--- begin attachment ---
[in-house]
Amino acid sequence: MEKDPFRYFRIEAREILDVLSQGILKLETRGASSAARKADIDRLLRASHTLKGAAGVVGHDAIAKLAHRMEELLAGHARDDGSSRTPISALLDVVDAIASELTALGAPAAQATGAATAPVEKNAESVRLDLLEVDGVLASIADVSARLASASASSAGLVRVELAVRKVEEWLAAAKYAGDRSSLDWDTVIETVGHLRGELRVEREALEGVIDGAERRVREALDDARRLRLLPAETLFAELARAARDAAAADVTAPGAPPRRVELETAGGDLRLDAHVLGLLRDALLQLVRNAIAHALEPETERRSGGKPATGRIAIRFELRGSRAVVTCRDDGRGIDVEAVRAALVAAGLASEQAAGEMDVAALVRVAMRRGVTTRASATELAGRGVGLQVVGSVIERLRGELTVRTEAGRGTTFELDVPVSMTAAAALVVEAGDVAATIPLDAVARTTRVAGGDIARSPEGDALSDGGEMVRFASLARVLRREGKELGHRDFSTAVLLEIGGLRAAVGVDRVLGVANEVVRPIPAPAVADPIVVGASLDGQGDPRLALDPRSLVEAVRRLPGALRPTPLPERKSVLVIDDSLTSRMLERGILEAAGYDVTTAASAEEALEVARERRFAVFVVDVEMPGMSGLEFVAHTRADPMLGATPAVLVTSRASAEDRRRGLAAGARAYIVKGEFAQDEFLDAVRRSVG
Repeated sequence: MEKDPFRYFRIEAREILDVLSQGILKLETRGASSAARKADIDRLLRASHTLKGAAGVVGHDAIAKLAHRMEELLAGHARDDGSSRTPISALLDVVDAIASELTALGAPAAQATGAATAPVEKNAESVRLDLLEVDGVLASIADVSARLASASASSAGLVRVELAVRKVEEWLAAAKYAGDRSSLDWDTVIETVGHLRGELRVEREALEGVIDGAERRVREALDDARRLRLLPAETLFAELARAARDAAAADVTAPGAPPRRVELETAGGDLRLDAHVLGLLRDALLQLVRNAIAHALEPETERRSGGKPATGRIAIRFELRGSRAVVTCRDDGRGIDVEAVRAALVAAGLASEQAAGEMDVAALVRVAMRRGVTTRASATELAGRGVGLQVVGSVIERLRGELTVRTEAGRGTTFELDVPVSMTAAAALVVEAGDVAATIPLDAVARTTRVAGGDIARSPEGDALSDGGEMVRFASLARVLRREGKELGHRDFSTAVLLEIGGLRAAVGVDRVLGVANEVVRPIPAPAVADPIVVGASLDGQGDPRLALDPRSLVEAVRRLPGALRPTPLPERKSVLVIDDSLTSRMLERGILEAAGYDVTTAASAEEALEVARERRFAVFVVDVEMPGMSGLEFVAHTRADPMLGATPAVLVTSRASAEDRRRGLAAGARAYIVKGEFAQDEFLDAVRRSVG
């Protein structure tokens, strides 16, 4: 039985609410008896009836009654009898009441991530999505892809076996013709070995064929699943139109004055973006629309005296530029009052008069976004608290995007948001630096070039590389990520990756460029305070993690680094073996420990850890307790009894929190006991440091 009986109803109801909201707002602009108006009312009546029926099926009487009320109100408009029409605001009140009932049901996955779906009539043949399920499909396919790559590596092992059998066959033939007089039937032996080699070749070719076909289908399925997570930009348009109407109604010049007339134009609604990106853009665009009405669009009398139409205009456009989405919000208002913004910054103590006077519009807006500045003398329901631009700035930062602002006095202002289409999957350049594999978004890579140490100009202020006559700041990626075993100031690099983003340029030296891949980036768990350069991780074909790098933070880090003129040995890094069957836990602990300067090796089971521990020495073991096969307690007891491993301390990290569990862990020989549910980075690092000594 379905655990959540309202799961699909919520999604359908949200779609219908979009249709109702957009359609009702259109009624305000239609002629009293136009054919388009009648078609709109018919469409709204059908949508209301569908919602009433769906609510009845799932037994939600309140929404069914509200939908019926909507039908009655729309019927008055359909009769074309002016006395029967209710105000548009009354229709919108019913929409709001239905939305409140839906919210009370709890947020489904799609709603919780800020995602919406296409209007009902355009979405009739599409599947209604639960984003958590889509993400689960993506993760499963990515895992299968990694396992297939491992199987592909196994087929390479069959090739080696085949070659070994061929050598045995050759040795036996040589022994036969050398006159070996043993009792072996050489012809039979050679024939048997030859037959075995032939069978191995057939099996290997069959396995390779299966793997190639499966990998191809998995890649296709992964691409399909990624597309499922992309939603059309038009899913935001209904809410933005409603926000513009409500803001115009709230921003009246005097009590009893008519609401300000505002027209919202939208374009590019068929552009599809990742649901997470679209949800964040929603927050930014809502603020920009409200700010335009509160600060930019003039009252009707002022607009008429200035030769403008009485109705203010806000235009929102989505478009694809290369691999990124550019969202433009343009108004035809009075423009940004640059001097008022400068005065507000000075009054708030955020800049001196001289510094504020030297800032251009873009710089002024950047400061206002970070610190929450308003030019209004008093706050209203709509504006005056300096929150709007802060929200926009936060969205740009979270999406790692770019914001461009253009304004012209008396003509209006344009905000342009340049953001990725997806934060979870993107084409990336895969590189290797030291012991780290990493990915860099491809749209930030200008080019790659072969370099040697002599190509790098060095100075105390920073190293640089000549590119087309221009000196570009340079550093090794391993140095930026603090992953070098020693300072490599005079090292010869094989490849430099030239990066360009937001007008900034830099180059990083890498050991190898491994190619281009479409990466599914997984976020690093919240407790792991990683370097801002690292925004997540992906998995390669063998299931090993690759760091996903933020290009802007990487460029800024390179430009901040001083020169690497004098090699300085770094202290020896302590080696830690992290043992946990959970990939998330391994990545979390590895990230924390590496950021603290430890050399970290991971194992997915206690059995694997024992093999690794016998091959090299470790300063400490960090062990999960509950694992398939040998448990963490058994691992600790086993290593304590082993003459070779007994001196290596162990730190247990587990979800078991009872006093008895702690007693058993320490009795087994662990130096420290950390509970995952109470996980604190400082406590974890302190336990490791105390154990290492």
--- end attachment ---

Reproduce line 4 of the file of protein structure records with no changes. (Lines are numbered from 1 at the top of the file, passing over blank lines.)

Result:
């Protein structure tokens, strides 16, 4: 039985609410008896009836009654009898009441991530999505892809076996013709070995064929699943139109004055973006629309005296530029009052008069976004608290995007948001630096070039590389990520990756460029305070993690680094073996420990850890307790009894929190006991440091 009986109803109801909201707002602009108006009312009546029926099926009487009320109100408009029409605001009140009932049901996955779906009539043949399920499909396919790559590596092992059998066959033939007089039937032996080699070749070719076909289908399925997570930009348009109407109604010049007339134009609604990106853009665009009405669009009398139409205009456009989405919000208002913004910054103590006077519009807006500045003398329901631009700035930062602002006095202002289409999957350049594999978004890579140490100009202020006559700041990626075993100031690099983003340029030296891949980036768990350069991780074909790098933070880090003129040995890094069957836990602990300067090796089971521990020495073991096969307690007891491993301390990290569990862990020989549910980075690092000594 379905655990959540309202799961699909919520999604359908949200779609219908979009249709109702957009359609009702259109009624305000239609002629009293136009054919388009009648078609709109018919469409709204059908949508209301569908919602009433769906609510009845799932037994939600309140929404069914509200939908019926909507039908009655729309019927008055359909009769074309002016006395029967209710105000548009009354229709919108019913929409709001239905939305409140839906919210009370709890947020489904799609709603919780800020995602919406296409209007009902355009979405009739599409599947209604639960984003958590889509993400689960993506993760499963990515895992299968990694396992297939491992199987592909196994087929390479069959090739080696085949070659070994061929050598045995050759040795036996040589022994036969050398006159070996043993009792072996050489012809039979050679024939048997030859037959075995032939069978191995057939099996290997069959396995390779299966793997190639499966990998191809998995890649296709992964691409399909990624597309499922992309939603059309038009899913935001209904809410933005409603926000513009409500803001115009709230921003009246005097009590009893008519609401300000505002027209919202939208374009590019068929552009599809990742649901997470679209949800964040929603927050930014809502603020920009409200700010335009509160600060930019003039009252009707002022607009008429200035030769403008009485109705203010806000235009929102989505478009694809290369691999990124550019969202433009343009108004035809009075423009940004640059001097008022400068005065507000000075009054708030955020800049001196001289510094504020030297800032251009873009710089002024950047400061206002970070610190929450308003030019209004008093706050209203709509504006005056300096929150709007802060929200926009936060969205740009979270999406790692770019914001461009253009304004012209008396003509209006344009905000342009340049953001990725997806934060979870993107084409990336895969590189290797030291012991780290990493990915860099491809749209930030200008080019790659072969370099040697002599190509790098060095100075105390920073190293640089000549590119087309221009000196570009340079550093090794391993140095930026603090992953070098020693300072490599005079090292010869094989490849430099030239990066360009937001007008900034830099180059990083890498050991190898491994190619281009479409990466599914997984976020690093919240407790792991990683370097801002690292925004997540992906998995390669063998299931090993690759760091996903933020290009802007990487460029800024390179430009901040001083020169690497004098090699300085770094202290020896302590080696830690992290043992946990959970990939998330391994990545979390590895990230924390590496950021603290430890050399970290991971194992997915206690059995694997024992093999690794016998091959090299470790300063400490960090062990999960509950694992398939040998448990963490058994691992600790086993290593304590082993003459070779007994001196290596162990730190247990587990979800078991009872006093008895702690007693058993320490009795087994662990130096420290950390509970995952109470996980604190400082406590974890302190336990490791105390154990290492």